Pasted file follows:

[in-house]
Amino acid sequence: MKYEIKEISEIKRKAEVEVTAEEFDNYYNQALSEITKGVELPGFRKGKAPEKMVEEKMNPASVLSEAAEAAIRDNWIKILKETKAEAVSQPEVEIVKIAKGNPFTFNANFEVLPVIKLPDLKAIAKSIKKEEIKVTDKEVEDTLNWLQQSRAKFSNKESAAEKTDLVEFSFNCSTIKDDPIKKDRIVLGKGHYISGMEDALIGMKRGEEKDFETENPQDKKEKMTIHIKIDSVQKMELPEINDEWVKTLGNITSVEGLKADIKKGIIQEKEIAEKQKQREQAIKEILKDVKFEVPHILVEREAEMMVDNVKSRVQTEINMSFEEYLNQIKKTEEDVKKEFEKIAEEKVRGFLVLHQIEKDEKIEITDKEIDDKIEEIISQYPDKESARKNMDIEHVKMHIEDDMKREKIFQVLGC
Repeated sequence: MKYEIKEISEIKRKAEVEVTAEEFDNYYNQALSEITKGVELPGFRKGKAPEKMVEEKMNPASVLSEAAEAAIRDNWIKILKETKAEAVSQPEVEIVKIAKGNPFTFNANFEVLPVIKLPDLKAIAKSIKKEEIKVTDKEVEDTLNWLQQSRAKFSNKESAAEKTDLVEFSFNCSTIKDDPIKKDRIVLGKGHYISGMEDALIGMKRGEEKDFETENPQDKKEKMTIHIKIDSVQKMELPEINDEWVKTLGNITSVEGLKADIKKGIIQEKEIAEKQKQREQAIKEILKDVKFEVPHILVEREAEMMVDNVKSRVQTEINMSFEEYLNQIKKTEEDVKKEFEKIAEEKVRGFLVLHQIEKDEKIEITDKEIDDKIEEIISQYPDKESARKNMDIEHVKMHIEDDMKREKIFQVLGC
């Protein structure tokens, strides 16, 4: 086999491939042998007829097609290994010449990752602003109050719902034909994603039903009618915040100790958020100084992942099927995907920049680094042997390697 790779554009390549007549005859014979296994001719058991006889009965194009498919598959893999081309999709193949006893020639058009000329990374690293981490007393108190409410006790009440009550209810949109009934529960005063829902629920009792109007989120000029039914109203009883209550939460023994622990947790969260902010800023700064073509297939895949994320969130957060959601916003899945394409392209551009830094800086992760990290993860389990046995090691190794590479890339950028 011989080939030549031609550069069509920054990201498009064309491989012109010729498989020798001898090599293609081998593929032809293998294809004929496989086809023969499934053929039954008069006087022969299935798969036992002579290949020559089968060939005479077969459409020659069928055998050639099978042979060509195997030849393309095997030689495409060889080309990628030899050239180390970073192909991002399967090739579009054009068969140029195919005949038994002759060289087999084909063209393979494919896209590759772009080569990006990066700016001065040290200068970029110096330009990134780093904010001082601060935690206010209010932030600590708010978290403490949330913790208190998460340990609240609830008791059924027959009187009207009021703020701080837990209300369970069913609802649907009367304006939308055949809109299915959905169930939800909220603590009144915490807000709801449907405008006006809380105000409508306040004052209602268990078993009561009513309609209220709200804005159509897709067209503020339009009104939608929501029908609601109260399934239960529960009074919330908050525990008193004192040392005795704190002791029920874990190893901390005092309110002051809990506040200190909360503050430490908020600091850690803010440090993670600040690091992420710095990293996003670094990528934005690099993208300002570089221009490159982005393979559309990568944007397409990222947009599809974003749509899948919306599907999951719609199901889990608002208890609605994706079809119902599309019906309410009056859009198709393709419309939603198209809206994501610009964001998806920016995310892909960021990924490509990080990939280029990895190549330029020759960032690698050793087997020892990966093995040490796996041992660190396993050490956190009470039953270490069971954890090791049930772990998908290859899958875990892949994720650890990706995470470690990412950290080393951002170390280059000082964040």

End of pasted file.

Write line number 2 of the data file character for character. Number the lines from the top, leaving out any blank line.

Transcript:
Amino acid sequence: MKYEIKEISEIKRKAEVEVTAEEFDNYYNQALSEITKGVELPGFRKGKAPEKMVEEKMNPASVLSEAAEAAIRDNWIKILKETKAEAVSQPEVEIVKIAKGNPFTFNANFEVLPVIKLPDLKAIAKSIKKEEIKVTDKEVEDTLNWLQQSRAKFSNKESAAEKTDLVEFSFNCSTIKDDPIKKDRIVLGKGHYISGMEDALIGMKRGEEKDFETENPQDKKEKMTIHIKIDSVQKMELPEINDEWVKTLGNITSVEGLKADIKKGIIQEKEIAEKQKQREQAIKEILKDVKFEVPHILVEREAEMMVDNVKSRVQTEINMSFEEYLNQIKKTEEDVKKEFEKIAEEKVRGFLVLHQIEKDEKIEITDKEIDDKIEEIISQYPDKESARKNMDIEHVKMHIEDDMKREKIFQVLGC